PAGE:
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Fr. Pedro Arrupe, S.J. (November 14, 1907 – February 5, 1991) (full name, Pedro de Arrupe y Gondra) was the twenty eighth Superior General (1965-83) of the Society of Jesus. He was born in Bilbao, Spain.


Education and training

Pedro Arrupe attended school at the Santiago Apostol College in Bilbao. Later he moved to Madrid to attend the Medical School of the Universidad Complutense. There he met Severo Ochoa, who later won the Nobel Prize in Medicine. One of his teachers was Juan Negrín, a pioneer in physiology, who would become Prime Minister of the Spanish Republic during the Civil War.

Japan - Hiroshima

Fr. Arrupe was working as a missionary in Japan when war broke out with the United States and the Allies. While the Attack on Pearl Harbor occurred on December 7 in Hawaii, in Japan it was already December 8, the Feast of the Immaculate Conception, and Arrupe was saying Mass when he was arrested and imprisoned for a time. His attitude of profound prayer (he would later describe it as one of his most transforming spiritual periods), and his lack of offensive behaviour gained him the respect of his jailors and judges, and he was set free in a month. He was appointed Jesuit superior and the master of novices in Japan in 1942. He was living in suburban Hiroshima when the atomic bomb fell in August 1945. As a trained doctor he headed the first rescue party to arrive in Hiroshima after the atomic bomb. He described that event as "a permanent experience outside of history, engraved on my memory." He utilized his medical skills in the service of the wounded and the dying, transforming the novitiate into a make-shift hospital for over 200 grievously scarred persons. He eventually was appointed the first Jesuit provincial for Japan (1958-65).

Father General

At the thirty-first General Congregation (GC XXXI) of the Society of Jesus in 1965, he was elected the order's twenty-eighth Father General. He served in that position from 1965 to 1983. Fr. Vinnie O'Keefe, a friend and advisor to Arrupe, says Arrupe was "a second Ignatius, a refounder of the Society in the light of Vatican II." The defining moment of Fr. Arrupe's leadership of the Jesuits was probably the thirty-second General Congregation (GC XXXII), which he called in 1975.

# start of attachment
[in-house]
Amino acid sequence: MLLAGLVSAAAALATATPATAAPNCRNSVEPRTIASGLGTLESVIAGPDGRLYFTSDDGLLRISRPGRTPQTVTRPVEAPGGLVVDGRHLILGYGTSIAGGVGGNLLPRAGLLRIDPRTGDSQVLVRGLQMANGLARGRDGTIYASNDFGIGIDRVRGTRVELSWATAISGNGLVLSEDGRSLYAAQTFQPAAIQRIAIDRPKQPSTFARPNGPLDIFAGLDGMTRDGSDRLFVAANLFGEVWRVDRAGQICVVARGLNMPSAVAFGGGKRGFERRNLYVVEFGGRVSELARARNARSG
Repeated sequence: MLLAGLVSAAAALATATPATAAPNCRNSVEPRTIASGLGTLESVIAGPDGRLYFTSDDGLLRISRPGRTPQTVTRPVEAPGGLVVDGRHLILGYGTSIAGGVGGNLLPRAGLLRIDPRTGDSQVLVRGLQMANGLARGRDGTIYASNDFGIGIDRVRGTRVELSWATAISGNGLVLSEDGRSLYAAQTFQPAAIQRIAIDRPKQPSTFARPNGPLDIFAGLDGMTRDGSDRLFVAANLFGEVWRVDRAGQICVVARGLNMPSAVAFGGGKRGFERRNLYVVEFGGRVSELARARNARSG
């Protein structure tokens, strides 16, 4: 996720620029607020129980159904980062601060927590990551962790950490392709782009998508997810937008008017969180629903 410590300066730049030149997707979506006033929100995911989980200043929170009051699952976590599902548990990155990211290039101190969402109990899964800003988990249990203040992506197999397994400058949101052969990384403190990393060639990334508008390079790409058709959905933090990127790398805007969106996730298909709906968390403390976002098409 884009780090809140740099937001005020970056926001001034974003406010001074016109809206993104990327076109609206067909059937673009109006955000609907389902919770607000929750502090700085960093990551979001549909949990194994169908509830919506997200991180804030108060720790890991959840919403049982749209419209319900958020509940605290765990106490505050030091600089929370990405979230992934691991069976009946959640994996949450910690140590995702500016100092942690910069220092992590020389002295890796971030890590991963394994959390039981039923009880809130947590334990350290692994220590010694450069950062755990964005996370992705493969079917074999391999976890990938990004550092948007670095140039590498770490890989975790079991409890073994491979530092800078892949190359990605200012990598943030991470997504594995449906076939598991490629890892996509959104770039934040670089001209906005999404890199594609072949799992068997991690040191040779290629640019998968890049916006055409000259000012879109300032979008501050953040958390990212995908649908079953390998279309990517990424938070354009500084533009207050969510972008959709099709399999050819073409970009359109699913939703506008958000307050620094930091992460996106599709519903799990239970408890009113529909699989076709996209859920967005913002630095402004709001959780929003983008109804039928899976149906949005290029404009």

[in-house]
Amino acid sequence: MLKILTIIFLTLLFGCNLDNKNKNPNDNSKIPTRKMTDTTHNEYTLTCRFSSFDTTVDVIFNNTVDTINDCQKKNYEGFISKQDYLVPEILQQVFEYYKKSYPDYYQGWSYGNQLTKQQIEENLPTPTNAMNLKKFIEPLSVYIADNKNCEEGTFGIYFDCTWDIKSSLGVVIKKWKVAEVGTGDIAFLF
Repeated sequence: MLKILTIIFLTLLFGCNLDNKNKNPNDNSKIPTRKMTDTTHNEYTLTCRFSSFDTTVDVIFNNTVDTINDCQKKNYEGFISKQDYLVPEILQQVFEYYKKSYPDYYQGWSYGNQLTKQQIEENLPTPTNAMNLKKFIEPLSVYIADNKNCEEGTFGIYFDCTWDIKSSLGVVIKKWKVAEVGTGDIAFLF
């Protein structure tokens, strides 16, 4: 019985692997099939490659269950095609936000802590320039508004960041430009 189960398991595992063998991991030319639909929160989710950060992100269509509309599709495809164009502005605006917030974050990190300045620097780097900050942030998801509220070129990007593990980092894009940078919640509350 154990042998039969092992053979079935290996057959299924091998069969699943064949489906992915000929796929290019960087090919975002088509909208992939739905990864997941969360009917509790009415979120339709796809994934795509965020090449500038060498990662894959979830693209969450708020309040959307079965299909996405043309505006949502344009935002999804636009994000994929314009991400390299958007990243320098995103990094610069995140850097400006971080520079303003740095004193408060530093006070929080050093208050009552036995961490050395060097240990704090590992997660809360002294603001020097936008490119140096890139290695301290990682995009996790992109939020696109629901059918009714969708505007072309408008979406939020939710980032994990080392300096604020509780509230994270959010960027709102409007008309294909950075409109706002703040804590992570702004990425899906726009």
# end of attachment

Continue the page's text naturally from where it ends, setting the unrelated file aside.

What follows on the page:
Arrupe's dream was crystallised in the document (decree 4), Our Mission Today: the Service of Faith and the Promotion of Justice. Of GC XXXII. This decree basically defined all the Jesuits work as having an essential focus on the promotion of justice as well as the Catholic faith. For the Jesuits to tie their work so explicitly to the promotion of justice was a very bold move, and some felt it overly politicised the Society. This decree was so hotly debated that it was not voted on until the very last day of the congregation, March 7, 1975, when it was accepted by an overwhelming majority of delegates. This focus on justice led to the development of liberation theology in South America, which caused great conflict within the Society and the Church.

Liberation Theology

After the great changes following Vatican II, theologians in South America became increasingly political, often adopting Marxist positions. Many Jesuits in South and Central America, aware that the Church had in the past appeared to accept and even to defend inequality in South America, were at the forefront of this movement. The theology that grew out of their work was called liberation theology.

In its most extreme manifestations, liberation theology seemed to some theologians to subordinate the Gospel to political revolution, making the former simply a means to achieve the latter. The perception that there was a fundamental confusion between hope for equality in the present world and hope for the coming of the Kingdom led to the condemnation of liberation theology by Joseph Ratzinger in the 1980s in his capacity as Prefect of the Congregation for the Doctrine of the Faith; this correction was restated in his 2008 encyclical Spe Salvi.